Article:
“The people all said, ‘Sit down, sit down, you’re rockin’ the boat.'”

— Nicely-Nicely Johnson, “Guys and Dolls”

In the recent Kyoto governor’s election, the winning candidate, Tadatoshi Nishiwaki, was the former governor’s handpicked successor who was heavily backed by all of the ruling and opposition parties except the Japanese Communist Party. Nishiwaki also had the support of the Kyoto mayor, the business community, and the head of every city and town in the prefecture.

In short, he was the very definition of the three words that one increasingly hears older politicians, bureaucrats and business leaders uttering at election time: anzen (safe), anshin (secure) and antei (stable).

These three concepts form the basis of politics at the national level. However, the words themselves are increasingly heard in localities where a rapidly aging and shrinking population is ever more worried about its political and economic future, and ever more reluctant to risk fundamental change that could lead to what is perceived as an unsafe, insecure and unstable situation, no matter how much change outsiders say is needed.

Whether talking to voters in speeches, symposiums or rallies, men and women north (often well north) of 60 years old who are local political or business leaders rally support and sympathy by talking about the need for making anzen, anshin and antei choices about Japan’s political future.

Substitute “their own economic future” “for “Japan’s political future” and you’re probably closer to the truth. But given voter demographics, who can blame them?

Politicians in places where ever-fewer voters, regardless of age, bother to cast ballots (turnout for the governor’s race was just 35 percent) have little incentive to spend a lot of time talking about how they will try radical new things once in office.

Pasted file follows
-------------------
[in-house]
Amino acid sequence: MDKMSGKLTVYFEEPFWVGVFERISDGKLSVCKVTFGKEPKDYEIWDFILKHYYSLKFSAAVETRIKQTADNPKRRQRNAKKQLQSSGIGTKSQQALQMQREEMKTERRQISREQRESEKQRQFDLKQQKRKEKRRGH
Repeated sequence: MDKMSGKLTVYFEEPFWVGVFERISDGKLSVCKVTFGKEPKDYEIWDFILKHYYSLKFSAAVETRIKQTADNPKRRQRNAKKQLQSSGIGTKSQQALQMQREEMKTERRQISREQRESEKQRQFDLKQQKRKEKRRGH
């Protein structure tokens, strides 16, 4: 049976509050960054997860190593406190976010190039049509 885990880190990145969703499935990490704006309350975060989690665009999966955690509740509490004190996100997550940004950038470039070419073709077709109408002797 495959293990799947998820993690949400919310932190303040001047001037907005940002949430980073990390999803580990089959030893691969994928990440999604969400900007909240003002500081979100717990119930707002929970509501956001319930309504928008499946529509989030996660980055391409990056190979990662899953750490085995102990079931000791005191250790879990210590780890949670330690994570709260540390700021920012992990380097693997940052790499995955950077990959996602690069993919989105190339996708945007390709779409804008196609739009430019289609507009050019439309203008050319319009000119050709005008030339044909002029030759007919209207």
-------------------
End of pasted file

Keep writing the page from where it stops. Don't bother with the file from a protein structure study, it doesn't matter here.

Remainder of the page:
Basic change is unwelcome to a lot of people, elderly or not, who face immediate practical problems like making sure there are social welfare services to take care of their parents and, in many cases, their younger children.

During the governor’s election, the Kyoto media spoke of the growing problem of daburu kea (double care), which refers to the need for working voters generally in their 30s to their 50s to care for both elderly parents and young children in the same household.

In such cases, they are apt to be suspicious of any new candidate who wants to make unprecedented changes.

Small towns and villages vote based on the safe, stable and secure historical and personal relationships between them and the candidate, as well as contributions made by the candidate’s family to the community. In other words, they vote for the person who has the connections to get things done.

But with population declines being caused by natural deaths, fewer births and working-age people fleeing for mega-cities like Tokyo and Osaka, as well as predictions that many places in Japan could go virtually extinct in the next few decades without new residents (Japanese or otherwise), reassuring increasingly nervous elderly voters that you are a safe, stable and secure choice is at the top of every political candidate’s to-do list once they decide to run.

In April 2019, local elections will take place nationwide. Dozens of governors, mayors, prefectural and municipal assembly members, and town and village council members will be chosen.

Yet whatever their affiliation, and whatever policies their party is known for at the national level, local candidates’ bywords, at least those of the winners, will no doubt be “safe, stable and secure”.

They’ll campaign on the promise that, if elected, life with them will be smooth sailing through rough socioeconomic waters and around dangerous shoals (future uncertainty), not a voyage into the unknown and untried that may well end up rocking, and possibly capsizing, the local boat.

View from Osaka is a monthly column that examines the latest news from a Kansai perspective.